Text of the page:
Pope Francis on how rivalry and vainglory weaken us

November 7, 2014 by  
Filed under newsletter-lead

divided churchVatican, November 7, 2014: Rivalry and vainglory are two worms that weaken the Church. We should instead act in a spirit of humility and harmony, without seeking our own interests, Pope Francis told a congregation at Casa Santa Marta on Monday.

Taking a cue from the Letter of Saint Paul to the Philippians, the Pope noted that a bishop’s joy lies in seeing love, unity and harmony in his Church. “This harmony – he said – is a grace, which the Holy Spirit creates, but we must do our part, we must do everything to help the Holy Spirit to create this harmony in the Church”.

This is why St Paul calls the Philippians to do nothing “out of selfishness or out of vainglory” or “fight against each other, just to be seen, to give themselves the air of being better than others.

“You see,” the Pope noted “this is not just something new to today”, but “goes way back.”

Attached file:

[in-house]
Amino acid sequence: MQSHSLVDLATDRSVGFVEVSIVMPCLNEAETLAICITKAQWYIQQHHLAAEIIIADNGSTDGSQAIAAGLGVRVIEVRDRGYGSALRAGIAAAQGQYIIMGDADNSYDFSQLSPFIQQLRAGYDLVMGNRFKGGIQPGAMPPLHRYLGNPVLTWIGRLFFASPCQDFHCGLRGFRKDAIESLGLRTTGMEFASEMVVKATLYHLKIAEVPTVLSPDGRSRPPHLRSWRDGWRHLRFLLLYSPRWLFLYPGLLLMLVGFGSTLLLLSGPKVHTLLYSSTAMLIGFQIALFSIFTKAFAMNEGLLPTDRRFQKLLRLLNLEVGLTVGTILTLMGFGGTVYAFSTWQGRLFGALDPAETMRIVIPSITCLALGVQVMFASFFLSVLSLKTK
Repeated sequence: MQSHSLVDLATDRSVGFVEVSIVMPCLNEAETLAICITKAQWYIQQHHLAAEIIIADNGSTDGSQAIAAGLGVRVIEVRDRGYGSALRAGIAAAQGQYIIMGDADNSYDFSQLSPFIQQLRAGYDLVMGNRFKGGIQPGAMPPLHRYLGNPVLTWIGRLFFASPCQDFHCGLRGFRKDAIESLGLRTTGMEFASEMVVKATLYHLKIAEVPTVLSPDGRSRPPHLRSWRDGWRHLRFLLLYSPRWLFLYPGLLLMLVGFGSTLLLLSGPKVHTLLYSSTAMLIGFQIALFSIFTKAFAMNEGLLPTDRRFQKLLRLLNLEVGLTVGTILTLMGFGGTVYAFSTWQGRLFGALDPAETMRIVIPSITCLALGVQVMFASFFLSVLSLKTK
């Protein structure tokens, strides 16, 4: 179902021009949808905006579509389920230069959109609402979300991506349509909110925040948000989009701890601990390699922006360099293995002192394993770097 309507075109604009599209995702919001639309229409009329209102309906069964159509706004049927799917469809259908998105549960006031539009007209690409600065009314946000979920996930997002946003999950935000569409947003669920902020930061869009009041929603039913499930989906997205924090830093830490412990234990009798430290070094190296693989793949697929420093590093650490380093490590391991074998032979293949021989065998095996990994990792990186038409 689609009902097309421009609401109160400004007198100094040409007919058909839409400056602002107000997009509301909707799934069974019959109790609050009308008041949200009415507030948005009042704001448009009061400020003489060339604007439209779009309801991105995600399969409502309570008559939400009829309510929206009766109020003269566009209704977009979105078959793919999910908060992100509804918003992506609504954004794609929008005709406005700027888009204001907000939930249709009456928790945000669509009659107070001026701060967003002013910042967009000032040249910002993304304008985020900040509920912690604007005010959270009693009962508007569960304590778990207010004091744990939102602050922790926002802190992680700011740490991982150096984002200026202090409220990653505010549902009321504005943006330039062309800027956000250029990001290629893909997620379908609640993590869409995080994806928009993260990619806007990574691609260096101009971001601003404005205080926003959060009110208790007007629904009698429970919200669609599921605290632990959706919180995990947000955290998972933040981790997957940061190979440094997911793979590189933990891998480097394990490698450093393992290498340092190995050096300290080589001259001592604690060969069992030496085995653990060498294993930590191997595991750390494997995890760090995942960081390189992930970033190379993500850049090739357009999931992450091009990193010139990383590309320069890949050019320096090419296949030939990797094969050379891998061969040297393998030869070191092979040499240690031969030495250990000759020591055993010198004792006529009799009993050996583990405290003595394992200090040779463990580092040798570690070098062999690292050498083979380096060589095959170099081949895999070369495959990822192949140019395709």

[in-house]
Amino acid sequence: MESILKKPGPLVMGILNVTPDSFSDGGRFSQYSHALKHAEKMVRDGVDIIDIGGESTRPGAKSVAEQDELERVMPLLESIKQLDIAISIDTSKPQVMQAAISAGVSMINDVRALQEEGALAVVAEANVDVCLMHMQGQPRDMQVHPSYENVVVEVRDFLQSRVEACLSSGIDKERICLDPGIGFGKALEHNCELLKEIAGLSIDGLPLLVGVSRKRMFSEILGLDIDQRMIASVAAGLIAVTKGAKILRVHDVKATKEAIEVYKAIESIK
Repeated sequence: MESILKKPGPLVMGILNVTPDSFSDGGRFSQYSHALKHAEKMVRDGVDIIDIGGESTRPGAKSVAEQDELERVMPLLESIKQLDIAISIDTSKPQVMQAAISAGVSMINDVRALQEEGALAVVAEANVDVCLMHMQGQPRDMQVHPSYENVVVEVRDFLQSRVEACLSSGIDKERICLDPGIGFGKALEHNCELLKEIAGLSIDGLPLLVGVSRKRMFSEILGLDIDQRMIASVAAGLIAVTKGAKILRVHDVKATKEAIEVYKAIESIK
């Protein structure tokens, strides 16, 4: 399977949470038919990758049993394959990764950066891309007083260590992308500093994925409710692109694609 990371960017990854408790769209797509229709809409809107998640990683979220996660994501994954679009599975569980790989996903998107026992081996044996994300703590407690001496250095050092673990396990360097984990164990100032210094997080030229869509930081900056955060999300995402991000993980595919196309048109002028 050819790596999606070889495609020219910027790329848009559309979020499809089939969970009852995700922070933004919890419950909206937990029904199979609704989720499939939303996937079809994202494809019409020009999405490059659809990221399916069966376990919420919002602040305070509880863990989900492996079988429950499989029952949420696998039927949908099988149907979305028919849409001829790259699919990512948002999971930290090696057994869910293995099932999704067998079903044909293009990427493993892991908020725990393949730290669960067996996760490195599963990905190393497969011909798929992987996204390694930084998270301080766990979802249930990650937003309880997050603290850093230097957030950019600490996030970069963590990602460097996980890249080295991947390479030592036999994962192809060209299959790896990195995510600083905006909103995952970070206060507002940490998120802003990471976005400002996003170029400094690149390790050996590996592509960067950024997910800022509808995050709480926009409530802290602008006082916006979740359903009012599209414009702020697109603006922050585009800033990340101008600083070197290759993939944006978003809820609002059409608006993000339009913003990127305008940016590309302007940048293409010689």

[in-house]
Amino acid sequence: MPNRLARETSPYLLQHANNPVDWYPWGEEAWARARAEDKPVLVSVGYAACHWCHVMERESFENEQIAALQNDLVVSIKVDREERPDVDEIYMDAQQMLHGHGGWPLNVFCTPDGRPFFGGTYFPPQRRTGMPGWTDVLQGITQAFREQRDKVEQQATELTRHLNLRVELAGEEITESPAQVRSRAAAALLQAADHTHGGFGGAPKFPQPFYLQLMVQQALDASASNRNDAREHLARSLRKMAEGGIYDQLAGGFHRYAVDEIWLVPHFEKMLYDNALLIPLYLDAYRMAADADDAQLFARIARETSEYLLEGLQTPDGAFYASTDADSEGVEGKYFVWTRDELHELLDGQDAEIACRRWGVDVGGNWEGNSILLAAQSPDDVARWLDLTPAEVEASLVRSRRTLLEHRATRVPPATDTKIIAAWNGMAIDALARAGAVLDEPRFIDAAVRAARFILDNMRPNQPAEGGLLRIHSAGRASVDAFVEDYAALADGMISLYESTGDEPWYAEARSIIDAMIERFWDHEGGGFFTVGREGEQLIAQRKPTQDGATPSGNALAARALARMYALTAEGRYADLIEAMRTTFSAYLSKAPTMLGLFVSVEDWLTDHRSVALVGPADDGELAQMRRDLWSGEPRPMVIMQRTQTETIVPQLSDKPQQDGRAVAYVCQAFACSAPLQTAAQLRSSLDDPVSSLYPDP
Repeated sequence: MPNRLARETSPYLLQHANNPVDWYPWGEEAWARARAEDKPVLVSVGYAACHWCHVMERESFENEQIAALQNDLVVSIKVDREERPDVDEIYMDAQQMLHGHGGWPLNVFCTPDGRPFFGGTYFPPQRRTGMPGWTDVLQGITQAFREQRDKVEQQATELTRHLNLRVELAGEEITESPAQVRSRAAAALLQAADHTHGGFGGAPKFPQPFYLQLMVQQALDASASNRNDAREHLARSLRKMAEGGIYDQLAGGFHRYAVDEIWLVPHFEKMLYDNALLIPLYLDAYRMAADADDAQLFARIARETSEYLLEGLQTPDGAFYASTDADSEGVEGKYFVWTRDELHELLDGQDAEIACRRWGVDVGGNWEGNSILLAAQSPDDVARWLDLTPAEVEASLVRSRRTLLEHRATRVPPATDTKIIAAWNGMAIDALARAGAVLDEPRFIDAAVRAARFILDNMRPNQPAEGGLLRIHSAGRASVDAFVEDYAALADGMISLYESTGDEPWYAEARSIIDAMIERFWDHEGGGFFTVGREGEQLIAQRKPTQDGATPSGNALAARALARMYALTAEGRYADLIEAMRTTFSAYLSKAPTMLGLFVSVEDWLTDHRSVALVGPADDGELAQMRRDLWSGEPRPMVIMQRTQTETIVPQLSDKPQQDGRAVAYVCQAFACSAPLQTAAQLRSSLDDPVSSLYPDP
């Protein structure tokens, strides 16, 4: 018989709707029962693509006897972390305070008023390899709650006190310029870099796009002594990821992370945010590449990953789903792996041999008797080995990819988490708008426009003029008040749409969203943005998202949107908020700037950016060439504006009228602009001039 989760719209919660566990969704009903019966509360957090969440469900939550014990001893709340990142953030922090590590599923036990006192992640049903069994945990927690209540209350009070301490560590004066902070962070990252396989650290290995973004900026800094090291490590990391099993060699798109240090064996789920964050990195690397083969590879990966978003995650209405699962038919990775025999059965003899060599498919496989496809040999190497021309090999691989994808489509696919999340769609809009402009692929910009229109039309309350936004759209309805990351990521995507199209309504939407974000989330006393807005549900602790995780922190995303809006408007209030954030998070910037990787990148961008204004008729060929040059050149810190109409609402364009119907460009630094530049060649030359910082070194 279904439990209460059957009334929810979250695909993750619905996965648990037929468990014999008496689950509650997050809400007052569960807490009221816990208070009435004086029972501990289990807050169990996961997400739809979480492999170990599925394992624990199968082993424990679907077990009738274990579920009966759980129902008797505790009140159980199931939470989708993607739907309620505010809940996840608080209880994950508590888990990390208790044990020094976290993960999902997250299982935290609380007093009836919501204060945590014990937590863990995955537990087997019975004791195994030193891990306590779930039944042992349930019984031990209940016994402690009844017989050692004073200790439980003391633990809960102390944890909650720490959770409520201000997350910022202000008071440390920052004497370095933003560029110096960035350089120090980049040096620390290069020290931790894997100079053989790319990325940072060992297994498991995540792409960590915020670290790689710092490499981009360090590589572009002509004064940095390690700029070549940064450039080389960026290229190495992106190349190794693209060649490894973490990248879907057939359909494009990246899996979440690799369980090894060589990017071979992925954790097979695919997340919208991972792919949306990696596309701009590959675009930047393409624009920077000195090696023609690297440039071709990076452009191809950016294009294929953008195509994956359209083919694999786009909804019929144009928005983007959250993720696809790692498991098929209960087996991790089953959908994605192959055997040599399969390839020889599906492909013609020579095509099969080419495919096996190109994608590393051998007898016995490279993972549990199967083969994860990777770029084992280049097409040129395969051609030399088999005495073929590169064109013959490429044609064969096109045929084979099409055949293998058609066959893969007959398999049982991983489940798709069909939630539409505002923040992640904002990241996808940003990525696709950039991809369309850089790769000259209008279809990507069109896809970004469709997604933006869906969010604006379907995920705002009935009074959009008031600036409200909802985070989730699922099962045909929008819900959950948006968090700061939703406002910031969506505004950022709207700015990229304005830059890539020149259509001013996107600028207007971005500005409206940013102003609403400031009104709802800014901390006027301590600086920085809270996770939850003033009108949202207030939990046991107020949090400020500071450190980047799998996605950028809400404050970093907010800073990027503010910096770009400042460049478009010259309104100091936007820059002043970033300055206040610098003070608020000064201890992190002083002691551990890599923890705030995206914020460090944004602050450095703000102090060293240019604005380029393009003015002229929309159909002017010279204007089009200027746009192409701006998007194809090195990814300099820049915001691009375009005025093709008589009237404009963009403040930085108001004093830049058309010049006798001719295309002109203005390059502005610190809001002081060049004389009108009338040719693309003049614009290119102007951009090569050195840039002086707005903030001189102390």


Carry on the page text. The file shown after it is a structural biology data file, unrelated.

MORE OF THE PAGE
“And how often in our institutions, in the Church, in the parish, for example, in schools, do we find that, no?

“Rivalry; the need to be seen; vainglory. We see that there are two worms that eat the fabric of the Church, weakening her. Rivalry and vainglory go against this harmony, this agreement.

“Instead of rivalry and vainglory, what does Paul recommend? ‘Rather, humbly regard others as more important than yourselves.’

“He felt this himself. He qualifies himself as ‘not worthy to be called an apostle,’ the least [among others]. He even strongly humbles himself there. This was his sentiment: He thought others were superior to him.”

Pope Francis then quoted St Martin de Porres, a “humble Dominican friar,” saying: “His spirituality was in service, because he felt that all the others, even the greatest sinners, were superior to him. He really felt this.”

St Paul then urges everyone not to look out for his own interests:  “Look for the good of others. Serving others. But this is the joy of a bishop, when he sees his Church like this: the same sentiment, the same charity, being in unanimous accord. This is the air that Jesus wants in the Church. You can have a different opinion, that’s fine, but always within this air, this atmosphere: humility, charity, without despising anyone”.

– vatican radio

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